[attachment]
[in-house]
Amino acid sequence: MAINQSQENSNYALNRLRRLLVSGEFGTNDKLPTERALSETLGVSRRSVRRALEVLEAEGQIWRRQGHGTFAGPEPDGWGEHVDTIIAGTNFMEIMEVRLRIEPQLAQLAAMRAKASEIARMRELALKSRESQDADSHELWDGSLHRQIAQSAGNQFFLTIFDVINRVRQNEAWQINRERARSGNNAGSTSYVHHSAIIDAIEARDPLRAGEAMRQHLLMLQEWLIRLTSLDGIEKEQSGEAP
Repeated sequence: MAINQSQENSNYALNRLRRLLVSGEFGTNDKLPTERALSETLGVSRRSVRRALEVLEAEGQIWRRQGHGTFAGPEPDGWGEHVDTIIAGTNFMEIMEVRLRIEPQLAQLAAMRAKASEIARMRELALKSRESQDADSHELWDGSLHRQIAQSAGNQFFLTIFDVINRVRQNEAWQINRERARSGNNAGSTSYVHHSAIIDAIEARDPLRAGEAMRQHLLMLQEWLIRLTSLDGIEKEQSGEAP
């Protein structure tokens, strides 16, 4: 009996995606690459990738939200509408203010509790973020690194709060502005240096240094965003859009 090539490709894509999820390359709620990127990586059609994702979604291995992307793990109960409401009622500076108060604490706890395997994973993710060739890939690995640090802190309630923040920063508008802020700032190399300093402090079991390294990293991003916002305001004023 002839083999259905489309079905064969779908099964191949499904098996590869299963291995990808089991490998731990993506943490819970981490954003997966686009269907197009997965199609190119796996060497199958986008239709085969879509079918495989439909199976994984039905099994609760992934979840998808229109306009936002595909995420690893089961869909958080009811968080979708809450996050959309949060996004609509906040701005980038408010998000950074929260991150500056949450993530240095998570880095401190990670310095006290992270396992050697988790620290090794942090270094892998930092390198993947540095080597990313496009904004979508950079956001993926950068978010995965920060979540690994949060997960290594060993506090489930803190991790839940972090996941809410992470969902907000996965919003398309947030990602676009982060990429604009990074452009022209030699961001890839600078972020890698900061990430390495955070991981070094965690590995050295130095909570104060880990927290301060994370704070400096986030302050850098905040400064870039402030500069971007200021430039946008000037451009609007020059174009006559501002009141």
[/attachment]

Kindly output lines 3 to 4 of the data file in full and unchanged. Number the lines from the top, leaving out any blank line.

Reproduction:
Repeated sequence: MAINQSQENSNYALNRLRRLLVSGEFGTNDKLPTERALSETLGVSRRSVRRALEVLEAEGQIWRRQGHGTFAGPEPDGWGEHVDTIIAGTNFMEIMEVRLRIEPQLAQLAAMRAKASEIARMRELALKSRESQDADSHELWDGSLHRQIAQSAGNQFFLTIFDVINRVRQNEAWQINRERARSGNNAGSTSYVHHSAIIDAIEARDPLRAGEAMRQHLLMLQEWLIRLTSLDGIEKEQSGEAP
């Protein structure tokens, strides 16, 4: 009996995606690459990738939200509408203010509790973020690194709060502005240096240094965003859009 090539490709894509999820390359709620990127990586059609994702979604291995992307793990109960409401009622500076108060604490706890395997994973993710060739890939690995640090802190309630923040920063508008802020700032190399300093402090079991390294990293991003916002305001004023 002839083999259905489309079905064969779908099964191949499904098996590869299963291995990808089991490998731990993506943490819970981490954003997966686009269907197009997965199609190119796996060497199958986008239709085969879509079918495989439909199976994984039905099994609760992934979840998808229109306009936002595909995420690893089961869909958080009811968080979708809450996050959309949060996004609509906040701005980038408010998000950074929260991150500056949450993530240095998570880095401190990670310095006290992270396992050697988790620290090794942090270094892998930092390198993947540095080597990313496009904004979508950079956001993926950068978010995965920060979540690994949060997960290594060993506090489930803190991790839940972090996941809410992470969902907000996965919003398309947030990602676009982060990429604009990074452009022209030699961001890839600078972020890698900061990430390495955070991981070094965690590995050295130095909570104060880990927290301060994370704070400096986030302050850098905040400064870039402030500069971007200021430039946008000037451009609007020059174009006559501002009141």